Meta-Analysis of Pharmacotherapies for Treating Irritability, Agitation and Aggression in ASD

Friday, May 15, 2015: 11:30 AM-1:30 PM
Imperial Ballroom (Grand America Hotel)
L. K. Fung1, R. Mahajan2, A. A. Nozzolillo3, P. Bernal4, A. Krasner5, B. Jo6, D. L. Coury7, A. Whitaker8, J. Veenstra-Vander Weele9 and A. Y. Hardan10, (1)Stanford University, Palo Alto, CA, (2)Psychiatry, Kennedy Krieger Institute/Johns Hopkins University SOM, Baltimore, MD, (3)Massachusetts General Hospital, Boston, MA, (4)Psychiatry, Children Health Council, Palo Alto, CA, (5)Columbia University, New York, NY, (6)Psychiatry, Stanford University, Stanford, CA, (7)Nationwide Children's Hospital, Columbus, OH, (8)Psychiatry & Behavioral Sciences, Columbia University, New York, NY, (9)Psychiatry, Columbia University / New York State Psychiatric Institute, New York, NY, (10)Psychiatry and Behavioral Sciences, Stanford University School of Medicine, Stanford, CA

Children with ASD have core deficits in social communication and reciprocity as well as restricted and repetitive behaviors. They often experience irritability, which may manifest as temper tantrums, and aggression toward others or to self. These symptoms cause significant distress to the children themselves, and may be a burden on their families and others involved in their care. Risperidone and aripiprazole are, perhaps, the most commonly used medications for the treatment of IAA in individuals with ASD. A wide range of other pharmacologic agents spanning different classes, targeting various mechanisms of action, with many potential adverse events, have also been studied for the reduction of IAA. Therefore, there is a compelling need to systematically analyze these studies to identify agents that may be most effective and safe in reducing these symptoms in children with ASD.


(1) To systematically review and quantitatively analyze the evidence for the efficacy of pharmacologic treatments used to target irritability, agitation and aggression (IAA) in children and adolescents with autism spectrum disorder (ASD). (2) To examine the safety of these compounds in the treatment of IAA in ASD.


Systematic search was performed from MEDLINE/PubMed, Embase, and PsycINFO from inception to September 2013. Eligibility of studies included: randomized controlled trials (RCTs), study population of ASD, mean age of participants <18 years, sample size >10, and written in English. Only studies employing aberrant behavioral checklist – irritability subscale (ABC-I) were included in the meta-analysis. Effect sizes (Cohen’s d) for efficacy were calculated from the means and standard deviations at the end of treatment (placebo and medication) reported in the manuscripts.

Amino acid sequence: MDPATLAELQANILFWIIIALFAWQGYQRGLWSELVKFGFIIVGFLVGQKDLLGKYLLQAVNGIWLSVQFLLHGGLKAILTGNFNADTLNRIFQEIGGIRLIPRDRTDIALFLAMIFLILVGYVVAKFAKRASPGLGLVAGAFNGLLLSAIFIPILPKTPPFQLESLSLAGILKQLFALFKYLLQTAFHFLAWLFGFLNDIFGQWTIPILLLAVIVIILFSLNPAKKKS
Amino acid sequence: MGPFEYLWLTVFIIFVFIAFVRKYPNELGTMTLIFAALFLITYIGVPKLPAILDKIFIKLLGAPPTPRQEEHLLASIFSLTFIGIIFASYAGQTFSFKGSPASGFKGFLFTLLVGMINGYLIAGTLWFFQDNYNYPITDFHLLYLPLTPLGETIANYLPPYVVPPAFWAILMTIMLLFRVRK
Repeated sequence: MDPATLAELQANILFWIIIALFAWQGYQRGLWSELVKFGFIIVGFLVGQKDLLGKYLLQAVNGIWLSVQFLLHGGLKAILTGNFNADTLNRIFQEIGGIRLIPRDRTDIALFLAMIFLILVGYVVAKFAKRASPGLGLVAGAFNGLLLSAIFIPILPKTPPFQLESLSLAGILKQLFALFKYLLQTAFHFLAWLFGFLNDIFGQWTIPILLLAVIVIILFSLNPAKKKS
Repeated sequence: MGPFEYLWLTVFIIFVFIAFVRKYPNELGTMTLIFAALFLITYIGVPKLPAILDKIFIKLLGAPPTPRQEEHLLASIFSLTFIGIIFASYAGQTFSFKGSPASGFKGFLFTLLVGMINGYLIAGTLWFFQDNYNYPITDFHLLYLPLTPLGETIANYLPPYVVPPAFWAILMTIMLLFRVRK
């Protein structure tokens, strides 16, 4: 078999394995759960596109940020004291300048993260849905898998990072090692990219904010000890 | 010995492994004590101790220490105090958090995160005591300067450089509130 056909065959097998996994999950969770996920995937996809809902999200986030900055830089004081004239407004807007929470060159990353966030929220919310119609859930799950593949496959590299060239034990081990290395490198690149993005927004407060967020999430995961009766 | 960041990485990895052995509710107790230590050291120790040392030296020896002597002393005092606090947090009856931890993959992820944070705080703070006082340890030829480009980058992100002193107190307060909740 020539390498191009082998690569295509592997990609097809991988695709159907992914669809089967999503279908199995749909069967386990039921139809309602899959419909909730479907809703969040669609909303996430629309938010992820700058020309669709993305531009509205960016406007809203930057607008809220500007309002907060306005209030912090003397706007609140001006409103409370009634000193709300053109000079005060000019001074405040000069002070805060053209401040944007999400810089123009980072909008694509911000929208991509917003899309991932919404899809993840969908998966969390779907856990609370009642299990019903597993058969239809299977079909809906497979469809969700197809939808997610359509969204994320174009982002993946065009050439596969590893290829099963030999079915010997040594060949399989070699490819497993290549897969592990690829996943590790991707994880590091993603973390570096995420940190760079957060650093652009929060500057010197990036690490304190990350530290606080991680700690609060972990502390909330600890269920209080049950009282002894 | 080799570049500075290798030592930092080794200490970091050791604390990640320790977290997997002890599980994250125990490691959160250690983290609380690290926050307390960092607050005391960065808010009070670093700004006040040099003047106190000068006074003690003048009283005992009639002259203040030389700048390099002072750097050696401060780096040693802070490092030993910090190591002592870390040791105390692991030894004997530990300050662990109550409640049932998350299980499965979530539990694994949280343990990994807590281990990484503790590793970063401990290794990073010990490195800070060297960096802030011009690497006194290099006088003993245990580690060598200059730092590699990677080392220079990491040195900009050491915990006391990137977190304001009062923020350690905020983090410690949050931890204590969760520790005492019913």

A total of 36 RCTs with 1686 participants were identified. Twenty-six of these employed ABC-I to assess IAA and were included in the meta-analysis. These trials represented 19 compounds, with risperidone being the most studied (5 trials). Compared to placebo, 11 compounds [risperidone, aripiprazole, methylphenidate, valproate (1 of 2 studies), citalopram, clonidine, haloperidol, NAC, naltrexone, tianeptine, and venlafaxine] were shown to result in significant improvement in ABC-I at the end of treatment. Seven of them showed a moderate to large effect size [risperidone (d=0.9), aripiprazole (d=0.8), N-acetylcysteine (d=0.7), clonidine (d=0.6), methylphenidate (d=0.6), and tianeptine (d=0.5)]. Among the 26 RCTs, 18 of them were non-crossover studies representing 11 compounds. Haloperidol, risperidone, amantadine, and aripiprazole were found to cause somnolence/sedation. Risperidone, haloperidol, and aripiprazole were shown to cause EPS. Finally, compared to placebo, aripiprazole (d=3.1), risperidone (d=0.8), and valproate (d=0.3) were found to cause the most weight gain.


Current literature suggests that risperidone and aripiprazole have the strongest evidence for reducing IAA in children and adolescents with ASD. However, these compounds have potential adverse events including somnolence/sedation, weight gain and EPS. Methylphenidate may be a useful agent to treatment IAA when inattention, hyperactivity, and/or impulsivity are co-morbid symptoms.  Other medications such as NAC, clonidine, and tianeptine may be potentially effective agents to reduce IAA with fewer adverse events, but replication of these findings is warranted.